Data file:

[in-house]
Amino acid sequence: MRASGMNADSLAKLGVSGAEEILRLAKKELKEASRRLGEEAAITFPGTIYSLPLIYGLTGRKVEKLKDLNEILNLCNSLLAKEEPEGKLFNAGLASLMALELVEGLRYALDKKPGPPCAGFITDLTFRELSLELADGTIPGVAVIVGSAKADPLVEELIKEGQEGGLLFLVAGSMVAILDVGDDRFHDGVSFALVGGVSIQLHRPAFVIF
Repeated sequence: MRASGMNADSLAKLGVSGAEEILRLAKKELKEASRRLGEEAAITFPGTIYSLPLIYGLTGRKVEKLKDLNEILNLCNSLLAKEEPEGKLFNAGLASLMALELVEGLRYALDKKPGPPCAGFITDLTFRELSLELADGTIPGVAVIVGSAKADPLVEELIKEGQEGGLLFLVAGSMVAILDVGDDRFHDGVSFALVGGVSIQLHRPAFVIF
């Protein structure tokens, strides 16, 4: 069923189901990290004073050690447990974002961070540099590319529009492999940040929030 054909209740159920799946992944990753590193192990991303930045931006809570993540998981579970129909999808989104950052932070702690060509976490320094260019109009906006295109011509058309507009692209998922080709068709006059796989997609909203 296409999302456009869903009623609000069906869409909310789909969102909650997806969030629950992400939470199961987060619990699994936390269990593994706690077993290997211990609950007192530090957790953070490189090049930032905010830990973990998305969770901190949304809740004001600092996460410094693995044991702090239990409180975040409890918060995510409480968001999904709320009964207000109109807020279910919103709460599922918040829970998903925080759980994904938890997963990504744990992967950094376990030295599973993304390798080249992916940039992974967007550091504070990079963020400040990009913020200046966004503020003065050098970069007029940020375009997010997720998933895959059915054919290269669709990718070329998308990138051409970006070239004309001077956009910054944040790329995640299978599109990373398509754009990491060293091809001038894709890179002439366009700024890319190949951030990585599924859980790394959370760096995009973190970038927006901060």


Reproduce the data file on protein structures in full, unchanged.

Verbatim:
[in-house]
Amino acid sequence: MRASGMNADSLAKLGVSGAEEILRLAKKELKEASRRLGEEAAITFPGTIYSLPLIYGLTGRKVEKLKDLNEILNLCNSLLAKEEPEGKLFNAGLASLMALELVEGLRYALDKKPGPPCAGFITDLTFRELSLELADGTIPGVAVIVGSAKADPLVEELIKEGQEGGLLFLVAGSMVAILDVGDDRFHDGVSFALVGGVSIQLHRPAFVIF
Repeated sequence: MRASGMNADSLAKLGVSGAEEILRLAKKELKEASRRLGEEAAITFPGTIYSLPLIYGLTGRKVEKLKDLNEILNLCNSLLAKEEPEGKLFNAGLASLMALELVEGLRYALDKKPGPPCAGFITDLTFRELSLELADGTIPGVAVIVGSAKADPLVEELIKEGQEGGLLFLVAGSMVAILDVGDDRFHDGVSFALVGGVSIQLHRPAFVIF
């Protein structure tokens, strides 16, 4: 069923189901990290004073050690447990974002961070540099590319529009492999940040929030 054909209740159920799946992944990753590193192990991303930045931006809570993540998981579970129909999808989104950052932070702690060509976490320094260019109009906006295109011509058309507009692209998922080709068709006059796989997609909203 296409999302456009869903009623609000069906869409909310789909969102909650997806969030629950992400939470199961987060619990699994936390269990593994706690077993290997211990609950007192530090957790953070490189090049930032905010830990973990998305969770901190949304809740004001600092996460410094693995044991702090239990409180975040409890918060995510409480968001999904709320009964207000109109807020279910919103709460599922918040829970998903925080759980994904938890997963990504744990992967950094376990030295599973993304390798080249992916940039992974967007550091504070990079963020400040990009913020200046966004503020003065050098970069007029940020375009997010997720998933895959059915054919290269669709990718070329998308990138051409970006070239004309001077956009910054944040790329995640299978599109990373398509754009990491060293091809001038894709890179002439366009700024890319190949951030990585599924859980790394959370760096995009973190970038927006901060």